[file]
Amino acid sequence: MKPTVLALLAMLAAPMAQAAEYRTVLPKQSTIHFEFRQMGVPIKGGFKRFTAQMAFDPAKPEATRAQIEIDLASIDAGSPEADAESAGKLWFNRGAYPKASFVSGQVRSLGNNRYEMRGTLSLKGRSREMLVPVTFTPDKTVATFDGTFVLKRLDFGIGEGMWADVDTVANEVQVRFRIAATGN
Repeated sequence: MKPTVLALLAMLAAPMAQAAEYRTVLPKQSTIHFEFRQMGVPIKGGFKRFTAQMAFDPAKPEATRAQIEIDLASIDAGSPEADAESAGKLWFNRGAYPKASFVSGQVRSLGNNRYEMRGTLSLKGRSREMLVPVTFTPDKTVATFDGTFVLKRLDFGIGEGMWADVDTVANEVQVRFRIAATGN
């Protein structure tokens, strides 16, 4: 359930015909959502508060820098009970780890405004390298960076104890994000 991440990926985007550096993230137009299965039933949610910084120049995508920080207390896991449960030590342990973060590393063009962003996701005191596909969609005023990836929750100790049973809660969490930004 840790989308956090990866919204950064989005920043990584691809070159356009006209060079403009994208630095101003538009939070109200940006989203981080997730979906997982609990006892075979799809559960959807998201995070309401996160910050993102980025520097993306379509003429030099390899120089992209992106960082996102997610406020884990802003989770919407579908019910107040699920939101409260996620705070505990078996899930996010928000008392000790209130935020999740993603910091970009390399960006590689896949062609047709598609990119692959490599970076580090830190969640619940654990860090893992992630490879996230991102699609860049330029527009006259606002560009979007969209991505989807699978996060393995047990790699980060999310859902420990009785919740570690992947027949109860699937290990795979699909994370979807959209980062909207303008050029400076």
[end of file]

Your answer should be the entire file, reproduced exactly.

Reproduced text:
Amino acid sequence: MKPTVLALLAMLAAPMAQAAEYRTVLPKQSTIHFEFRQMGVPIKGGFKRFTAQMAFDPAKPEATRAQIEIDLASIDAGSPEADAESAGKLWFNRGAYPKASFVSGQVRSLGNNRYEMRGTLSLKGRSREMLVPVTFTPDKTVATFDGTFVLKRLDFGIGEGMWADVDTVANEVQVRFRIAATGN
Repeated sequence: MKPTVLALLAMLAAPMAQAAEYRTVLPKQSTIHFEFRQMGVPIKGGFKRFTAQMAFDPAKPEATRAQIEIDLASIDAGSPEADAESAGKLWFNRGAYPKASFVSGQVRSLGNNRYEMRGTLSLKGRSREMLVPVTFTPDKTVATFDGTFVLKRLDFGIGEGMWADVDTVANEVQVRFRIAATGN
């Protein structure tokens, strides 16, 4: 359930015909959502508060820098009970780890405004390298960076104890994000 991440990926985007550096993230137009299965039933949610910084120049995508920080207390896991449960030590342990973060590393063009962003996701005191596909969609005023990836929750100790049973809660969490930004 840790989308956090990866919204950064989005920043990584691809070159356009006209060079403009994208630095101003538009939070109200940006989203981080997730979906997982609990006892075979799809559960959807998201995070309401996160910050993102980025520097993306379509003429030099390899120089992209992106960082996102997610406020884990802003989770919407579908019910107040699920939101409260996620705070505990078996899930996010928000008392000790209130935020999740993603910091970009390399960006590689896949062609047709598609990119692959490599970076580090830190969640619940654990860090893992992630490879996230991102699609860049330029527009006259606002560009979007969209991505989807699978996060393995047990790699980060999310859902420990009785919740570690992947027949109860699937290990795979699909994370979807959209980062909207303008050029400076």